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Exploring the Dynamics of International Value Chains: an Interview with Professor Jonas Puck

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In our latest feature for the ITIR blog, we delve into the intricate world of international value chains through the lens of Professor Jonas Puck, the newly appointed Dean for International Affairs at WU (Wirtschaftsuniversität Wien).

Professor Puck joined us for a series of online lectures at the University of Pavia in March 2024 and brings his extensive expertise in the socio-political risks facing multinational corporations and the broader impact of global geopolitical dynamics.

As the Academic Director of the MBA in Energy Management, Professor Puck also shares insights on the pivotal role of energy transition in shaping the future of global industries. These insights are particularly relevant to the Revalue Chains T-Lab’s objective to understand and develop resilience within international value chains.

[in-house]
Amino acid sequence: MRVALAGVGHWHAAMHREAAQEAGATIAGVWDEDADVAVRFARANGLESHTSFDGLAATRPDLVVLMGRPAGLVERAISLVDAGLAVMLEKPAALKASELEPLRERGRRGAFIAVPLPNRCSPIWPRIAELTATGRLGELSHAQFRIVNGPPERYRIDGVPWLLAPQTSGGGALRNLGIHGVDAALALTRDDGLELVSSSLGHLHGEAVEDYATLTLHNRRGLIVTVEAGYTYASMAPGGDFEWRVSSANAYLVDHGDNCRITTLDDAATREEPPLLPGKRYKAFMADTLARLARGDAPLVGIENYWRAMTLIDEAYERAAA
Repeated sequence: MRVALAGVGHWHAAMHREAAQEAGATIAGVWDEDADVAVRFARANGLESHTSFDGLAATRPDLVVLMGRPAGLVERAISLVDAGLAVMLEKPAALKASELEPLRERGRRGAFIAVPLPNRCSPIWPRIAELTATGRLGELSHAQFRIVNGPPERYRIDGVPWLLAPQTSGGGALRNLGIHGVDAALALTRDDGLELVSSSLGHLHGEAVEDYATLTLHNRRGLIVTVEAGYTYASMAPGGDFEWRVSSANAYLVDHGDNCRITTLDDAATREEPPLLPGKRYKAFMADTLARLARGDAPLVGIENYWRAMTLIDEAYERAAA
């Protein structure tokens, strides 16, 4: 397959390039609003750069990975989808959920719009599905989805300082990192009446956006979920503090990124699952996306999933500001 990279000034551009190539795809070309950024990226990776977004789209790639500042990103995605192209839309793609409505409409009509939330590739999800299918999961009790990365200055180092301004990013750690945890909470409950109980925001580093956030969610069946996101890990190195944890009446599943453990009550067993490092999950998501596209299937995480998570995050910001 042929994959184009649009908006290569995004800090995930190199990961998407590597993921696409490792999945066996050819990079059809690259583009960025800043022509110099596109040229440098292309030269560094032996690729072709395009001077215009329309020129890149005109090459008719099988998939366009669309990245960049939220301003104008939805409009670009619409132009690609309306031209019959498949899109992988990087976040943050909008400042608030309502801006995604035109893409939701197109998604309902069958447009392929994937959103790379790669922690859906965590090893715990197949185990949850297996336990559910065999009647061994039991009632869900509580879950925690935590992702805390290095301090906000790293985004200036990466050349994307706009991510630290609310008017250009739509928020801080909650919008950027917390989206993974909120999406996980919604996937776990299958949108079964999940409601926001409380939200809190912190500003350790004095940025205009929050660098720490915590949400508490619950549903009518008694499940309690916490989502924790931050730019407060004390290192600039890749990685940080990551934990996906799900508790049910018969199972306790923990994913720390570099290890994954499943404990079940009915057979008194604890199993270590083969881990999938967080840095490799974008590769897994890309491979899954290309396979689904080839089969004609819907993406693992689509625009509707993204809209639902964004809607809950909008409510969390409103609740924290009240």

Here is what he shared with us regarding the socio-political challenges multinational corporations encounter, as well as the extensive impact of global geopolitical dynamics.

Professor Puck, thank you very much for taking the time to join us for this interview and congratulations on your recent appointment as Dean for International Affairs at WU Wirtschaftsuniversität Wien! How do you envision integrating your extensive research on socio-political risks and global dynamics into your new role?

Thank you very much, I indeed feel that this is a challenging but at the same time very rewarding role and I am thankful that WU put trust in my abilities to develop this position. I think that my research on international strategizing, including socio-political risks, helps me a lot in this position, as it provides me with a good understanding of strategic options in international management, including associated challenges and opportunities.